Effects of leaf-cutting ant refuse on native plant performance under two levels of grazing intensity in the Monte Desert of Argentina
Article first published online: 20 FEB 2012
© 2012 International Association for Vegetation Science
Applied Vegetation Science
Volume 15, Issue 4, pages 479–487, October 2012
How to Cite
Cerda, N. V., Tadey, M., Farji-Brener, A. G., Navarro, M. C. (2012), Effects of leaf-cutting ant refuse on native plant performance under two levels of grazing intensity in the Monte Desert of Argentina. Applied Vegetation Science, 15: 479–487. doi: 10.1111/j.1654-109X.2012.01188.x
- Issue published online: 4 SEP 2012
- Article first published online: 20 FEB 2012
- Manuscript Accepted: 20 JAN 2012
- Manuscript Received: 22 SEP 2011
- Acromyrmex lobicornis ;
- seedling vigour;
- soil nutrients
Low quantities of soil nutrients often restrict plant establishment and growth in arid lands and have been partially attributed to the scarcity of organic matter in these ecosystems. Refuse dumps from leaf-cutting ants are a natural source of organic matter; however, their effects on native plant performance have received limited attention to date. Do refuse dumps from leaf-cutting ants (Acromyrmex lobicornis) enhance the germination and growth of several native plant species and what is the potential influence of heavy grazing on this practice?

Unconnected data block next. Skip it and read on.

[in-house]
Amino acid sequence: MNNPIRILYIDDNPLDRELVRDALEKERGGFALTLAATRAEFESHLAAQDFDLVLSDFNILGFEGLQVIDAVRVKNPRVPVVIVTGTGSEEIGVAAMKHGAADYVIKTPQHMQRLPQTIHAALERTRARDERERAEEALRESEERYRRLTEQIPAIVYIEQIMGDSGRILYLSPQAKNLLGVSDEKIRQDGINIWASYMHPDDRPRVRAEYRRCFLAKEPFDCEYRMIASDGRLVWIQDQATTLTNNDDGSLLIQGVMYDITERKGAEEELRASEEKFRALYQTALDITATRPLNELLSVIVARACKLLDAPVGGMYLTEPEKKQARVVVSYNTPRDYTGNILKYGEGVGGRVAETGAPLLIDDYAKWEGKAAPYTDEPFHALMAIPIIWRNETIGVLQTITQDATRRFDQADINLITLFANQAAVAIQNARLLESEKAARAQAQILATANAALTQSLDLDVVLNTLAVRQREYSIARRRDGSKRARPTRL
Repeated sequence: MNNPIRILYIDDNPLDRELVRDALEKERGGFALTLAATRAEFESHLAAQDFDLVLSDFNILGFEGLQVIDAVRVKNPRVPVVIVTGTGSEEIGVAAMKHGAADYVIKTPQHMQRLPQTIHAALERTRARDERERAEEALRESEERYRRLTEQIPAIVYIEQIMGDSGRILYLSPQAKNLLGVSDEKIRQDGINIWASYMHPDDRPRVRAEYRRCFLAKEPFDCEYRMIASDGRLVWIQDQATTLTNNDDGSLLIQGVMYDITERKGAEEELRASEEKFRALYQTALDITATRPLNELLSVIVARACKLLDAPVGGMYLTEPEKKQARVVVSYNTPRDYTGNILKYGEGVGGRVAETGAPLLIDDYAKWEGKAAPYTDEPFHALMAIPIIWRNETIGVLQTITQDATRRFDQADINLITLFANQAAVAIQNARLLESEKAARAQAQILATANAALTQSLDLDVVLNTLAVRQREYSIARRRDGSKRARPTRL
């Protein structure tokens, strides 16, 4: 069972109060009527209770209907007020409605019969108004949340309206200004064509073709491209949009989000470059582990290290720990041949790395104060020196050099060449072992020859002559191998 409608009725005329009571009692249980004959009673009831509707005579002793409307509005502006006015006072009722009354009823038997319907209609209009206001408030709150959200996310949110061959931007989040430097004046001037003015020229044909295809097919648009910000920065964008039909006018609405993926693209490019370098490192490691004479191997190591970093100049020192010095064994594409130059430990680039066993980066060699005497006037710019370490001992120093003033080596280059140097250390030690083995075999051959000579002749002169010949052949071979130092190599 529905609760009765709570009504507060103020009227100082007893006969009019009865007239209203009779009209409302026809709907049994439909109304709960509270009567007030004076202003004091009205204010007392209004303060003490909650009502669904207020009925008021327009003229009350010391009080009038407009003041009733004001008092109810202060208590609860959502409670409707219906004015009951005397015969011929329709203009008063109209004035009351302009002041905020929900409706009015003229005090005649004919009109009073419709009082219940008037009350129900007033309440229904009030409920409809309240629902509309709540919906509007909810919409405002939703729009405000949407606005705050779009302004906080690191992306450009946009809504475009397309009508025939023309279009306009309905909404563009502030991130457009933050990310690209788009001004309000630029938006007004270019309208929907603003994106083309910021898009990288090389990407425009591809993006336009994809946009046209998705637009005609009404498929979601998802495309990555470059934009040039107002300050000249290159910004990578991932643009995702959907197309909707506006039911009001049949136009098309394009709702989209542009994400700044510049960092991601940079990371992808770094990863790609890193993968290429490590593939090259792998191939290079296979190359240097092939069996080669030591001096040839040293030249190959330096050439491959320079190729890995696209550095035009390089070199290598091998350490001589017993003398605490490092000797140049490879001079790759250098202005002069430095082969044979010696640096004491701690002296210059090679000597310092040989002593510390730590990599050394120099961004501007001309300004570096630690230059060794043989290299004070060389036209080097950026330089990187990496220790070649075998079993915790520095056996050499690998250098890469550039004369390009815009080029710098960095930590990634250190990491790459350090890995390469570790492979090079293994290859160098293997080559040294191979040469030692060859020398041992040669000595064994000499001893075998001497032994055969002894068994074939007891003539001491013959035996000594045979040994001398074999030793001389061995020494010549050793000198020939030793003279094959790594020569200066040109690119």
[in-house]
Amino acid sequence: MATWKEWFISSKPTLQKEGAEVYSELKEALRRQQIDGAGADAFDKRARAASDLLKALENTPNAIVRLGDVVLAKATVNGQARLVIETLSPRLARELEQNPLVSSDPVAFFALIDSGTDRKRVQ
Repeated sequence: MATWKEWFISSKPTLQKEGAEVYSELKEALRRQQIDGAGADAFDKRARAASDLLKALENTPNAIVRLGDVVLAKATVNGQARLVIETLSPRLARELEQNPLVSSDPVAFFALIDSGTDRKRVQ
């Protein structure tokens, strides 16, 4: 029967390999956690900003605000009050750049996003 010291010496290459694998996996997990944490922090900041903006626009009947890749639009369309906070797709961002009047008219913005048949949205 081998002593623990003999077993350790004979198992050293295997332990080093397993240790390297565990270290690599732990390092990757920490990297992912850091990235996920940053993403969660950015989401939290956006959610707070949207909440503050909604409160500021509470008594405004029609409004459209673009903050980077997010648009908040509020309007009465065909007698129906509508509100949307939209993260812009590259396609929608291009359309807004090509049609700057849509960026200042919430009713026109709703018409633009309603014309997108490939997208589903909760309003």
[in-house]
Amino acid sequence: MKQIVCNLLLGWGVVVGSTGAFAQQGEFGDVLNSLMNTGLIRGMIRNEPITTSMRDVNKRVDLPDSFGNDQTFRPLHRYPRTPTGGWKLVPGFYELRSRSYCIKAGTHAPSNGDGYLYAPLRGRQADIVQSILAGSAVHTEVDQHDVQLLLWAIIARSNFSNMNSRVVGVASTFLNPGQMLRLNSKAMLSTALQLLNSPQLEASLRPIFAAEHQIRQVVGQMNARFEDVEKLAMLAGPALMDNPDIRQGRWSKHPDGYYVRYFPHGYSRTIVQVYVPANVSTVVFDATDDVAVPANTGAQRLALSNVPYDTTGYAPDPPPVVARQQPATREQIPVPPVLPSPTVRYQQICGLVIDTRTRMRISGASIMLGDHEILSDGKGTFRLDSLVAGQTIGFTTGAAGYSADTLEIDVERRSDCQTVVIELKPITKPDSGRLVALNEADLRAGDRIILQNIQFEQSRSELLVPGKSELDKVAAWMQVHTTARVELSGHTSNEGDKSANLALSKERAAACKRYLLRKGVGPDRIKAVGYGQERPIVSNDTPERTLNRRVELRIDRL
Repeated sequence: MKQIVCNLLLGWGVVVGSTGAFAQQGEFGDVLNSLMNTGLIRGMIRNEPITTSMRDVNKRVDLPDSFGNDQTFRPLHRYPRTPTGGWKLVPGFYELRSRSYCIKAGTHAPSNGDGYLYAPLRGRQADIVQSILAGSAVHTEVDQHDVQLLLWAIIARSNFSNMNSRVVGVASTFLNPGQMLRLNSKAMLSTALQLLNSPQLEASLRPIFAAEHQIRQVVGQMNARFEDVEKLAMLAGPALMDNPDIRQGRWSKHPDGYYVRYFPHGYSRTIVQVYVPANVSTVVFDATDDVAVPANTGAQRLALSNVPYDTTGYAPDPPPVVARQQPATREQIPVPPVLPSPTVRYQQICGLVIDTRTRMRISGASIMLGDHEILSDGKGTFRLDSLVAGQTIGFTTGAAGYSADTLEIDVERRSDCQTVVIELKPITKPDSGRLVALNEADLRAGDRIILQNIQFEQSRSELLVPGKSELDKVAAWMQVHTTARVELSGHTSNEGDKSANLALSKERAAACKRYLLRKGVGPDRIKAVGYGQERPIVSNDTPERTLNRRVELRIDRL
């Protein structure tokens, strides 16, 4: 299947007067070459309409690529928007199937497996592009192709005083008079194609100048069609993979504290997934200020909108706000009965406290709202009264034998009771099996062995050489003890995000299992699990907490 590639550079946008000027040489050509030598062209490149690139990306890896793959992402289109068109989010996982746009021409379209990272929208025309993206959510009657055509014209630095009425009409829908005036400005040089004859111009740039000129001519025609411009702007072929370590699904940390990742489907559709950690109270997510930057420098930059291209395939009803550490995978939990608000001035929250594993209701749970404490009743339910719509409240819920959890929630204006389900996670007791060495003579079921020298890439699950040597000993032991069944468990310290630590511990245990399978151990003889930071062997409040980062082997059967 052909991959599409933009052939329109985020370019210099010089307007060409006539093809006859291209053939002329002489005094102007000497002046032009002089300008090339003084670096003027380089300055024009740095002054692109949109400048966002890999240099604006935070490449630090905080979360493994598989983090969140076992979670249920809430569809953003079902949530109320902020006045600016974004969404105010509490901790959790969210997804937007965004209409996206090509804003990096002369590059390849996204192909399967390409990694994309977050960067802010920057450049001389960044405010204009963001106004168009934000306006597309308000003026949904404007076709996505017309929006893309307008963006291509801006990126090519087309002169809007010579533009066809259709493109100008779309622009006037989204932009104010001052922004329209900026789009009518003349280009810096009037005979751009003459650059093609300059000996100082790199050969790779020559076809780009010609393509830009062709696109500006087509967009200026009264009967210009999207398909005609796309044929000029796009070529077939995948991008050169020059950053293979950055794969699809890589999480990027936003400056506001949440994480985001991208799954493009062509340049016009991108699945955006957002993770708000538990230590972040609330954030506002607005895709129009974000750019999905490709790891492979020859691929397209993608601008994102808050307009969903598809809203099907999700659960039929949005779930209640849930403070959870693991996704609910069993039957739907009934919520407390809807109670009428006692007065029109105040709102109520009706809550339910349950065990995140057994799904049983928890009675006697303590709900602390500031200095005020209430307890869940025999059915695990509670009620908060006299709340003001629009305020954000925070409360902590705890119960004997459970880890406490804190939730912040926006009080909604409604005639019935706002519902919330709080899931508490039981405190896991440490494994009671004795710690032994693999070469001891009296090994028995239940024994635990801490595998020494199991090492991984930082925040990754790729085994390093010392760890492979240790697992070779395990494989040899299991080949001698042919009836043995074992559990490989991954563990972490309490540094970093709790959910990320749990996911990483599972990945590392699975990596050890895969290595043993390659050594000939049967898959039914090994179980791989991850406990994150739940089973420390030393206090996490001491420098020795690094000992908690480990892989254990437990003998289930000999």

Monte Desert, Neuquén Province, Argentina.
We collected fruits of five plant species and two types of substrate (ant refuse dump vs control soil) from two known paddocks with different livestock densities (high vs low). We sowed seeds, previously weighed, of each species in both substrates from both paddocks and monitored their development. We harvested emerged seedlings, documenting their age and measured their height, weight, number of leaves, root weight and root length.
Seed weight was lower in the highly grazed paddock for all the plant species studied. However, seed weight did not affect germination rate. Refuse dumps from the less grazed paddock (i.e. with higher nutrient content) enhanced the vigour of seedlings from smaller seeds more often than those from the highly grazed paddock. Also, germination improved when both seeds and substrate were from the less grazed paddock. Vigour variables showed more complex results, but seedlings growing in refuse dumps tended to be more vigorous. Refuse dumps from the less grazed paddock (i.e. with higher nutrient content) enhanced the vigour of seedlings from the highly grazed paddock (smaller) more than the seeds from the less grazed paddock (larger).
Our results demonstrated that ant refuse dumps increased plant germination rate and improved performance of the most representative vegetation in the Monte Desert. Given that external refuse dumps from leaf-cutting ants are a renewable resource, very abundant and easy to collect, this substrate could be used as a free natural fertilizer in arid regions to restore and manage vegetation cover, especially in heavily grazed sites.